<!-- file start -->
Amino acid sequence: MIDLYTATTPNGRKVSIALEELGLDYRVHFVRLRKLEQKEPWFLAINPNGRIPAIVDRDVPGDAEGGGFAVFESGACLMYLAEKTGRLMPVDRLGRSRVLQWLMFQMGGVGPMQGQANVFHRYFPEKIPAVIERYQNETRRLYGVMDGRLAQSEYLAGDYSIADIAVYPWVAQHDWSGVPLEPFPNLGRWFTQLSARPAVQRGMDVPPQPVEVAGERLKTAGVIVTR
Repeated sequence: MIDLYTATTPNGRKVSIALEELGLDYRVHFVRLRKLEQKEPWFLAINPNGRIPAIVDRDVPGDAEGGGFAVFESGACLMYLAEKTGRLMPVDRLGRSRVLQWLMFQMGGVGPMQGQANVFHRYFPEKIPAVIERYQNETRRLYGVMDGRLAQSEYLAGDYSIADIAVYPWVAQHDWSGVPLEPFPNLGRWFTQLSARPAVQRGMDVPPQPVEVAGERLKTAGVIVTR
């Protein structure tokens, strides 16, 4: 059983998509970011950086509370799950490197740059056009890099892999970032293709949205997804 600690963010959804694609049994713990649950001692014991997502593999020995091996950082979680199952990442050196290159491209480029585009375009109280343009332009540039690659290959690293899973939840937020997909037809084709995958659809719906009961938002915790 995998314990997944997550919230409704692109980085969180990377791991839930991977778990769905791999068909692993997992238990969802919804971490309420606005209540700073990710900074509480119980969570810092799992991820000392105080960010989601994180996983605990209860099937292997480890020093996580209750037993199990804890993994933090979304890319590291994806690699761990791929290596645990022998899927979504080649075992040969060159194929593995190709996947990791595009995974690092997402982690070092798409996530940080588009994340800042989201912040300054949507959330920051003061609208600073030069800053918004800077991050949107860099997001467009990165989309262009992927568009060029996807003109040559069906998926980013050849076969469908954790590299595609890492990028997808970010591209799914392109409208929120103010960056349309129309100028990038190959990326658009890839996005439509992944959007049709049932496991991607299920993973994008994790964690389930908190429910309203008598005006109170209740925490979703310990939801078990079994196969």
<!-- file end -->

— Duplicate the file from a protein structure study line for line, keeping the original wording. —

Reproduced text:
Amino acid sequence: MIDLYTATTPNGRKVSIALEELGLDYRVHFVRLRKLEQKEPWFLAINPNGRIPAIVDRDVPGDAEGGGFAVFESGACLMYLAEKTGRLMPVDRLGRSRVLQWLMFQMGGVGPMQGQANVFHRYFPEKIPAVIERYQNETRRLYGVMDGRLAQSEYLAGDYSIADIAVYPWVAQHDWSGVPLEPFPNLGRWFTQLSARPAVQRGMDVPPQPVEVAGERLKTAGVIVTR
Repeated sequence: MIDLYTATTPNGRKVSIALEELGLDYRVHFVRLRKLEQKEPWFLAINPNGRIPAIVDRDVPGDAEGGGFAVFESGACLMYLAEKTGRLMPVDRLGRSRVLQWLMFQMGGVGPMQGQANVFHRYFPEKIPAVIERYQNETRRLYGVMDGRLAQSEYLAGDYSIADIAVYPWVAQHDWSGVPLEPFPNLGRWFTQLSARPAVQRGMDVPPQPVEVAGERLKTAGVIVTR
């Protein structure tokens, strides 16, 4: 059983998509970011950086509370799950490197740059056009890099892999970032293709949205997804 600690963010959804694609049994713990649950001692014991997502593999020995091996950082979680199952990442050196290159491209480029585009375009109280343009332009540039690659290959690293899973939840937020997909037809084709995958659809719906009961938002915790 995998314990997944997550919230409704692109980085969180990377791991839930991977778990769905791999068909692993997992238990969802919804971490309420606005209540700073990710900074509480119980969570810092799992991820000392105080960010989601994180996983605990209860099937292997480890020093996580209750037993199990804890993994933090979304890319590291994806690699761990791929290596645990022998899927979504080649075992040969060159194929593995190709996947990791595009995974690092997402982690070092798409996530940080588009994340800042989201912040300054949507959330920051003061609208600073030069800053918004800077991050949107860099997001467009990165989309262009992927568009060029996807003109040559069906998926980013050849076969469908954790590299595609890492990028997808970010591209799914392109409208929120103010960056349309129309100028990038190959990326658009890839996005439509992944959007049709049932496991991607299920993973994008994790964690389930908190429910309203008598005006109170209740925490979703310990939801078990079994196969």